Issues like inequality are thorny ones. The societal stresses of inequality and debates on how best to ameliorate them raise legitimate disagreements. But these disagreements will rarely find peaceful resolutions without an interrogative media -- one that facilitates tough conversations on the under-girding reasons for the country's divisions.
This in turn raises the question: how best to do so? According to Amanda Ripley of Solutions Journalism, a non-profit outfit, journalists and editors reporting on complex situations tend to "look for coherence, which is tidy and natural." Instead, she claims, the media should aim to "highlight nuance, contradiction and ambiguity wherever you can find it." An interrogative media would not only lean into thorny topics, but also embrace their complexities.
Ms Ripley's assertion is buttressed by recent findings. The Difficult Conversations Lab at Columbia University studies how people with opposing viewpoints engage in dialogue. In one experiment, researchers gave each pairing of participants a news article on a polarising issue, like immigration. One version used a typical article: it laid out opposing viewpoints and supporting information. In another, the article relied on the same facts but presented a broad spectrum of opinions and engaged with more complexity.
More complex reporting, the lab found, yielded "more constructive and satisfying conversations, reducing the tension introduced by the [topic]." Participants asked more questions of each other; they proposed more ideas. The lab's director, psychologist Peter Coleman, noted that participants "don't solve the debate, but they do have a more nuanced understanding and more willingness to continue the conversation."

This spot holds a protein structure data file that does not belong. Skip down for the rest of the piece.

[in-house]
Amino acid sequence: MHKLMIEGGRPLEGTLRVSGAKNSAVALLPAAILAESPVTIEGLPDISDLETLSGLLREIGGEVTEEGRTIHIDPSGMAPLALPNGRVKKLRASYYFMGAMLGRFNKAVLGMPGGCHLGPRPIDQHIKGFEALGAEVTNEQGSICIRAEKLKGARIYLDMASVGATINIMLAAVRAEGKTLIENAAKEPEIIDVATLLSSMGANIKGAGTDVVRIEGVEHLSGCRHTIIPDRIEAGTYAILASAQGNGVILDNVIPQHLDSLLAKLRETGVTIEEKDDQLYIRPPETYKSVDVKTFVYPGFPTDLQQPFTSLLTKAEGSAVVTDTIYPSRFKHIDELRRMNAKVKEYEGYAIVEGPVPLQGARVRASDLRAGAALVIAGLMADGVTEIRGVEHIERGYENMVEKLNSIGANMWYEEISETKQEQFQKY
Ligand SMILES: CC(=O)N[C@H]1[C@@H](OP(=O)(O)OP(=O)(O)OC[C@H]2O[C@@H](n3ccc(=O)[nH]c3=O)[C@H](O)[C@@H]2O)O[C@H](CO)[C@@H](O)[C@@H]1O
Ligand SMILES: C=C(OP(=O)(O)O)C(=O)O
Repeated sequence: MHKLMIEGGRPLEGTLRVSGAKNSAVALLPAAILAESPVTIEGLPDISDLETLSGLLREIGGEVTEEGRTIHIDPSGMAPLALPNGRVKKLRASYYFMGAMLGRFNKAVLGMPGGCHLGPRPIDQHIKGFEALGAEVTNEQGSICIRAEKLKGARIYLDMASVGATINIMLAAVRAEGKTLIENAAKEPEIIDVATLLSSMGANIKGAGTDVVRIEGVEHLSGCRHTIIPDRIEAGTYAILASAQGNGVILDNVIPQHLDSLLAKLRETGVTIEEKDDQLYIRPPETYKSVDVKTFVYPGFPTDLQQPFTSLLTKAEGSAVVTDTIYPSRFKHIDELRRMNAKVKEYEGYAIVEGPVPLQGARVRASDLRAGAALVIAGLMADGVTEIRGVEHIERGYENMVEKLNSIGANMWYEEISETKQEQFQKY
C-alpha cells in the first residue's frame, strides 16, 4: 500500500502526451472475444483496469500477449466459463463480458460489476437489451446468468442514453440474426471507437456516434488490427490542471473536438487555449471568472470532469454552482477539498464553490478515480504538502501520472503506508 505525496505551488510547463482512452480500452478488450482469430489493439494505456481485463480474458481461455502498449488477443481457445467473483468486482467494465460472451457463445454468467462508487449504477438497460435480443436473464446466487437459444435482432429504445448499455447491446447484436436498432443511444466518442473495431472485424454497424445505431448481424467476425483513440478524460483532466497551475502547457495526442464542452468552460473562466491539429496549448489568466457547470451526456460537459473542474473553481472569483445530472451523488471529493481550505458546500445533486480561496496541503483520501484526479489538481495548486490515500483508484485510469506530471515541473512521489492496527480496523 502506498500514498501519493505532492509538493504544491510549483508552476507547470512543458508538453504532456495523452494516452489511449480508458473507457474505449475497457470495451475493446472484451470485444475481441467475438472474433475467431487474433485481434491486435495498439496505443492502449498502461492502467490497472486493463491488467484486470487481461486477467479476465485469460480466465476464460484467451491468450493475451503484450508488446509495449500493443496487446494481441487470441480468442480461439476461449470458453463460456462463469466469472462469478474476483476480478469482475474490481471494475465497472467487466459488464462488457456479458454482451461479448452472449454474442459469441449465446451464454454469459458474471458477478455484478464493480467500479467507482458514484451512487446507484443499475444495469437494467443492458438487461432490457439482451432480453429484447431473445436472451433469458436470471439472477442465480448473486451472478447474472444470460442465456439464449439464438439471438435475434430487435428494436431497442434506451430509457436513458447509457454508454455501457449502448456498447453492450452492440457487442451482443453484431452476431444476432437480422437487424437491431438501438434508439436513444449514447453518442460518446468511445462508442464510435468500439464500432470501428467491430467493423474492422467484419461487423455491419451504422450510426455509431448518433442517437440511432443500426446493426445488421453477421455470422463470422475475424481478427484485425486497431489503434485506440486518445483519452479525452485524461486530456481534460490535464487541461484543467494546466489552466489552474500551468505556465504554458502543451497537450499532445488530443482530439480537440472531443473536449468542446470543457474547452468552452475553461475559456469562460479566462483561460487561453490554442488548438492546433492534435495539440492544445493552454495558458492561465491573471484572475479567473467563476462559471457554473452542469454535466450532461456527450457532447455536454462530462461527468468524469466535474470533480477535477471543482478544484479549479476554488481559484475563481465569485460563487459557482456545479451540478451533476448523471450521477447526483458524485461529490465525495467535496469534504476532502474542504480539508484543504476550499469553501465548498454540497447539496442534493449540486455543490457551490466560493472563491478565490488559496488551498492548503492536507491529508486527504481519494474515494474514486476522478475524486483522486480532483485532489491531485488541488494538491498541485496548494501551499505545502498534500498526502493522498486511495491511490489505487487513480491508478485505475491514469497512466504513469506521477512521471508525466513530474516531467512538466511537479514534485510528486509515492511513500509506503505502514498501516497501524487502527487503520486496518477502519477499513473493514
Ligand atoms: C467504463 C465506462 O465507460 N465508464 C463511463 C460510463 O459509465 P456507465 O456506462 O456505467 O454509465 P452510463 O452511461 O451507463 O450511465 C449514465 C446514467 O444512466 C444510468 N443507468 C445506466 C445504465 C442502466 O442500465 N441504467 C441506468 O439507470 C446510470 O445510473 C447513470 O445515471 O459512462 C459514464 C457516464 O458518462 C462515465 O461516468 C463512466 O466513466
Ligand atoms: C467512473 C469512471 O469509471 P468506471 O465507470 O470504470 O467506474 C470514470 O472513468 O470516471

The impulse to reduce tension through simplification -- or avoid complex issues altogether -- keeps citizens in comfortable corners. A media that confronts difficult topics and embraces their nuances will not immediately solve Thailand's polarised problems, but complexity begets curiosity and creates space for new perspectives.
An interrogative media culture certainly has the cards stacked against it. Fanning partisan flames animates audiences and engenders loyal followings. Polarisation can be good business. But much depends on a media that assumes a greater responsibility; the stories we tell ourselves shape the scope of political possibilities we later entertain.
As Thailand looks ahead, the prospect for a less polarised society will require a media that helps to find a way towards it.
Grant Tudor is a Masters Degree candidate at Harvard University, pursuing dual degrees at Harvard Business School and the John F. Kennedy School of Government, and a Fellow at Harvard's Center for Public Leadership.
He most recently worked with the Centre for Humanitarian Dialogue in Thailand, facilitating dialogue among media actors and civil society organisations on issues affecting the media industry.